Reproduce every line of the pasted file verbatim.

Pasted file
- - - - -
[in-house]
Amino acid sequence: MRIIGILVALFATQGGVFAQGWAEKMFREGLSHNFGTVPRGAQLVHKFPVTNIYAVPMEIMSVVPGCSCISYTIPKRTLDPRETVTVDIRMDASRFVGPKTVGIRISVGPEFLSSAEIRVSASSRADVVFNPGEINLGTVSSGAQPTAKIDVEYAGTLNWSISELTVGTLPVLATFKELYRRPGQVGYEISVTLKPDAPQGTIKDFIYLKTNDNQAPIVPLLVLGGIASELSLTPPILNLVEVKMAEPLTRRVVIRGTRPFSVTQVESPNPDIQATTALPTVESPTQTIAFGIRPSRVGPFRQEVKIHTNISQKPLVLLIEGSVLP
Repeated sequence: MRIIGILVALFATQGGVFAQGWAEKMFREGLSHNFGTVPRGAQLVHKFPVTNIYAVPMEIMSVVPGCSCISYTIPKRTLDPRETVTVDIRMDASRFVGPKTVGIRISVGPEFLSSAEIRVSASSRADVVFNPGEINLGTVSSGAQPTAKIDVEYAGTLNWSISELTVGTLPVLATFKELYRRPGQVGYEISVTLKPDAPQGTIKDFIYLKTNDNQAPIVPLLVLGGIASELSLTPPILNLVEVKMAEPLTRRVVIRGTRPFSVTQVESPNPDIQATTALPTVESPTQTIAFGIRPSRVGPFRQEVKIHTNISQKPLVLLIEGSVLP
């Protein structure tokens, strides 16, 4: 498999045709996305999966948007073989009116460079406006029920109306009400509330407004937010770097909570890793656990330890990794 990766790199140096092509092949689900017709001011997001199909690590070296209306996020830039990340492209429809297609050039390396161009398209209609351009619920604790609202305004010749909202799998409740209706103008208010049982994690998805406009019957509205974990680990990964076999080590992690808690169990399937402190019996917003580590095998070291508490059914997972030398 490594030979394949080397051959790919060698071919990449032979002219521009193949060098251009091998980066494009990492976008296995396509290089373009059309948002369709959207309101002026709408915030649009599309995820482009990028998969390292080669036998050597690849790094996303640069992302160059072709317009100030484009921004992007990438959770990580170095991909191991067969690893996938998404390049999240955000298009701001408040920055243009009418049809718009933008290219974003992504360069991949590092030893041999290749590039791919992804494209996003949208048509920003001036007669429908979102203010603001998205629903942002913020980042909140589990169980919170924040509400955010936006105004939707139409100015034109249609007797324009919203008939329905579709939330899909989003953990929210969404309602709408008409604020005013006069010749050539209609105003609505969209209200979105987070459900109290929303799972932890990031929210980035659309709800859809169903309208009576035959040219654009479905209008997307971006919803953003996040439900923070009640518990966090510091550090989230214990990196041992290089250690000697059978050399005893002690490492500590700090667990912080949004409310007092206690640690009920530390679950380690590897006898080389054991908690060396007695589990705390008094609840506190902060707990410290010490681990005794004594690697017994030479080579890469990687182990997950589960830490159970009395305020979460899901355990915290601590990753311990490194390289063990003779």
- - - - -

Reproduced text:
[in-house]
Amino acid sequence: MRIIGILVALFATQGGVFAQGWAEKMFREGLSHNFGTVPRGAQLVHKFPVTNIYAVPMEIMSVVPGCSCISYTIPKRTLDPRETVTVDIRMDASRFVGPKTVGIRISVGPEFLSSAEIRVSASSRADVVFNPGEINLGTVSSGAQPTAKIDVEYAGTLNWSISELTVGTLPVLATFKELYRRPGQVGYEISVTLKPDAPQGTIKDFIYLKTNDNQAPIVPLLVLGGIASELSLTPPILNLVEVKMAEPLTRRVVIRGTRPFSVTQVESPNPDIQATTALPTVESPTQTIAFGIRPSRVGPFRQEVKIHTNISQKPLVLLIEGSVLP
Repeated sequence: MRIIGILVALFATQGGVFAQGWAEKMFREGLSHNFGTVPRGAQLVHKFPVTNIYAVPMEIMSVVPGCSCISYTIPKRTLDPRETVTVDIRMDASRFVGPKTVGIRISVGPEFLSSAEIRVSASSRADVVFNPGEINLGTVSSGAQPTAKIDVEYAGTLNWSISELTVGTLPVLATFKELYRRPGQVGYEISVTLKPDAPQGTIKDFIYLKTNDNQAPIVPLLVLGGIASELSLTPPILNLVEVKMAEPLTRRVVIRGTRPFSVTQVESPNPDIQATTALPTVESPTQTIAFGIRPSRVGPFRQEVKIHTNISQKPLVLLIEGSVLP
């Protein structure tokens, strides 16, 4: 498999045709996305999966948007073989009116460079406006029920109306009400509330407004937010770097909570890793656990330890990794 990766790199140096092509092949689900017709001011997001199909690590070296209306996020830039990340492209429809297609050039390396161009398209209609351009619920604790609202305004010749909202799998409740209706103008208010049982994690998805406009019957509205974990680990990964076999080590992690808690169990399937402190019996917003580590095998070291508490059914997972030398 490594030979394949080397051959790919060698071919990449032979002219521009193949060098251009091998980066494009990492976008296995396509290089373009059309948002369709959207309101002026709408915030649009599309995820482009990028998969390292080669036998050597690849790094996303640069992302160059072709317009100030484009921004992007990438959770990580170095991909191991067969690893996938998404390049999240955000298009701001408040920055243009009418049809718009933008290219974003992504360069991949590092030893041999290749590039791919992804494209996003949208048509920003001036007669429908979102203010603001998205629903942002913020980042909140589990169980919170924040509400955010936006105004939707139409100015034109249609007797324009919203008939329905579709939330899909989003953990929210969404309602709408008409604020005013006069010749050539209609105003609505969209209200979105987070459900109290929303799972932890990031929210980035659309709800859809169903309208009576035959040219654009479905209008997307971006919803953003996040439900923070009640518990966090510091550090989230214990990196041992290089250690000697059978050399005893002690490492500590700090667990912080949004409310007092206690640690009920530390679950380690590897006898080389054991908690060396007695589990705390008094609840506190902060707990410290010490681990005794004594690697017994030479080579890469990687182990997950589960830490159970009395305020979460899901355990915290601590990753311990490194390289063990003779």